service discovery, routing and location management, mobile network
performance evaluation and modeling, multi-homing, security,
architectural impacts and deployment considerations.
Topics of Interest:
Topics of MobiArch07 cover all aspects of architectural issues and
system support for wireless and mobility in the Internet, including but
not limited to:
- Impacts of new wireless technologies/services and mobility patterns on
the Internet architecture
- Architectures and protocols for mobility support in the Internet,
ranging from approaches in link, network, transport to
session/application layers and cross-layer design
- Location management, positioning and data management systems for
wireless and mobility
- Routing and addressing, including locator/identifier split issues and
their impacts to the Internet architecture
- IP multihoming including flow distribution and load sharing for
wireless and mobility
- Performance evaluation, experimentation and modeling of mobility in
- Accounting, access control, security and privacy issues and impacts to
- Economic, scalability and deployment issues of mobility infrastructure
- Mechanisms and issues with connecting developing regions into the Internet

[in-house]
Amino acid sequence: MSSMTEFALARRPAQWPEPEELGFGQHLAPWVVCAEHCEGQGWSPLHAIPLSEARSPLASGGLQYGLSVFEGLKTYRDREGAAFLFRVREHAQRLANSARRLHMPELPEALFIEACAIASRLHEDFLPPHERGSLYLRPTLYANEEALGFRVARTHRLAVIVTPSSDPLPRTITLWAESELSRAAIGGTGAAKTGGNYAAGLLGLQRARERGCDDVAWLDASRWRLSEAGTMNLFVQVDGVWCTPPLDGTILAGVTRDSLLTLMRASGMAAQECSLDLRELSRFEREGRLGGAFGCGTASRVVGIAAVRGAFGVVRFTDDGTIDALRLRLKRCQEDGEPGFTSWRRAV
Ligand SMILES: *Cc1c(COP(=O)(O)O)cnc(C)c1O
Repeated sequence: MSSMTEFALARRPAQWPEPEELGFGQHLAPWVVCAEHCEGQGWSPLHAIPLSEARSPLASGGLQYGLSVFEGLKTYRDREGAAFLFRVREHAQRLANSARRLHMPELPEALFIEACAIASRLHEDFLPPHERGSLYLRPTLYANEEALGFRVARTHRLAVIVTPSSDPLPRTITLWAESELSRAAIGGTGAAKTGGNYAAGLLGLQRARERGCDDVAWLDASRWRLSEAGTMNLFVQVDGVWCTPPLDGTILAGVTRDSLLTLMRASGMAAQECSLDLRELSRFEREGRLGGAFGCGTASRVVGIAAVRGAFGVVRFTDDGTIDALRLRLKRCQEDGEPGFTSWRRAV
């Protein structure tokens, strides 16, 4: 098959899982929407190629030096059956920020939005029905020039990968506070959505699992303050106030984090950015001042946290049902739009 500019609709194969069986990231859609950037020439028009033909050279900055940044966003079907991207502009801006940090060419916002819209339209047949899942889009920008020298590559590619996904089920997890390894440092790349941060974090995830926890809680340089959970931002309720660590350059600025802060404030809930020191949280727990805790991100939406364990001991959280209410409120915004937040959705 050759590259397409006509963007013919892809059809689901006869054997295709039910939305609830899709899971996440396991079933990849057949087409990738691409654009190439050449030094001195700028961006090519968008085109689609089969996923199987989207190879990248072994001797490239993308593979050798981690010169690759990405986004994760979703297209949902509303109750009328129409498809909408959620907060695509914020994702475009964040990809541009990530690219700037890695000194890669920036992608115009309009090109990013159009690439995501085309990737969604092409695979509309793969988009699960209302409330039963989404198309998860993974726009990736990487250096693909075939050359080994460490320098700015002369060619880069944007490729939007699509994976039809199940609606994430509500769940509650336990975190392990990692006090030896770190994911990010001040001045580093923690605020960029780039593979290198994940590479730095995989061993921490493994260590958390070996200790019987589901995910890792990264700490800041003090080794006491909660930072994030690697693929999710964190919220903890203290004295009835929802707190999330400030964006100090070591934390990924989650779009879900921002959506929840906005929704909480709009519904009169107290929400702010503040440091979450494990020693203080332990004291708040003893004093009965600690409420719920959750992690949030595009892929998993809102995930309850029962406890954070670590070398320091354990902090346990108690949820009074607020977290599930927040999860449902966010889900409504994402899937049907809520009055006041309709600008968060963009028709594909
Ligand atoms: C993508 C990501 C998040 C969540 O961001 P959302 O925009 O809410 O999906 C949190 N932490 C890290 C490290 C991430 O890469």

Following the success of MobiArch'06, the MobiArch'07 workshop will be a
single-track one-day workshop. Early stages, position papers, systems
and measurement papers will be particularly welcome. The proceedings
will be published by the ACM and ACM digital library.
Submissions must be made to MobiArch'07 EDAS entry:
http://edas.info/5238, following the guidelines in MobiArch'07 webpage:
Paper registration: March 20, 2007
Submission Deadline: March 27, 2007
Acceptance Notification: May 15, 2007
Camera-ready version due: June 12, 2007
Workshop: August 27, 2007
SIGCOMM Main Conference: August 27-31, 2007
Xiaoming Fu, University of Goettingen (Germany)
Katherine Guo, Bell Labs (USA)
Sue Moon, KAIST (Korea)
Ryuji Wakikawa, Keio University (Japan)
Jon Crowcroft, U. Cambridge (UK)
Please consult the Program Co-Chairs
(mobiarch at informatik.uni-goettingen.de) if you are uncertain whether
your paper falls within the scope of the workshop.
More information about the end2end-interest